Popular gospel singer Reuben Kigame has gone ham on a presidential award he was given and how it has been watered down to mead, jack-sh*t.
Read his open letter below.
MASHUJAA DAY 2019: WHAT IT FEELS TO HOLD A STATE COMMENDATION THAT IS OWNED BY THIEVES!
By Reuben Kigame
Happy Mashujaa Day to each of you, countrymen! May this day be truly given back to those who really deserve it: The freedom fighters who died to bequeath us the independence we now so take for granted! May God bless their families and posterity, and forgive us for what we have made their sacrifices to be!
I thought to speak on a day I should be celebrating my “Order of the Grand Warrior” (OGW) state commendation awarded to me in 2010 by Hon. Mwai Kibaki on a day like this one. With humility and pleasant surprise I stood at the Permanent Presidential Music Commission compound as the medal was put on me. Little did I know that it would be this shameful to think about what was happening to me. No sooner had I received the award than my eyes were drawn to the monster in Kenya’s music room: piracy and daylight robbery of everything a musician got. You would be happier to be a musician elsewhere – indeed anywhere in the world – not my own beloved country Kenya. It is better to be unmedalled than to be in this country of thieves.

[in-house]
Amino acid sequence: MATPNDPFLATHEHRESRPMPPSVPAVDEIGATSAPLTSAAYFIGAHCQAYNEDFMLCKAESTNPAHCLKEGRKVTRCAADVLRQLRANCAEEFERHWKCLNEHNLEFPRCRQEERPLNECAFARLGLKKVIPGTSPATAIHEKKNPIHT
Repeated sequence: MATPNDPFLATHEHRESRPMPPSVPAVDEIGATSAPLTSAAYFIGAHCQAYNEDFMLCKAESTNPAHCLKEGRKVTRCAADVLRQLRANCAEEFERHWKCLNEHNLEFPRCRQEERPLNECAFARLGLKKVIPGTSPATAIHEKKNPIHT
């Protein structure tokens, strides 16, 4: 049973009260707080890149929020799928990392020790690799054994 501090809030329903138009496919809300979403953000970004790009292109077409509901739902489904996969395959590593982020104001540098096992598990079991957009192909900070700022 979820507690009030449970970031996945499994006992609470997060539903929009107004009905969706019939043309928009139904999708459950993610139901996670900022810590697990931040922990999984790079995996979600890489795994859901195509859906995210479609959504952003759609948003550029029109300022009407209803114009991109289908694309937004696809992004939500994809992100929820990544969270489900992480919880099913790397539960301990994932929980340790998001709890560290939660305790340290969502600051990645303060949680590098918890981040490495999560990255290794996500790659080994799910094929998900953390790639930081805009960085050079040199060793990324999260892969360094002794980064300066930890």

My story is that of many a musician in Kenya, medalled and otherwise. What is sad is not just the discovery of systematic plunder and theft of my earnings from music, but just how organized and officialized the syndicate is. So on this day, I do not want to celebrate my Order of the Grand Warrior. I want to tell Kenyans to our shame what is going on in an industry that should be alleviating poverty and creating employment for many more Kenyans.
MUSIC COPYRIGHT SOCIETY OF KENYA (MCSK)
In the Society, I am member number 3964. My wife is member number 3965. We have been members for nearly ten years Never mind that I have been recording my music in this country for 32 years and I will be launching my 26th album on 1st December, undeterred by what is happening to me and other musicians. I, like many of the great musicians in this country, do it for the vocation that God has put on our lives and for the love of music. By the end of every day, I put millions in the hands of a few thieves who call themselves defenders, collectors and promoters of my music. Just like many a representative society, be it of tea or coffee growers, those who pupport to work for the group are the greatest beneficiaries.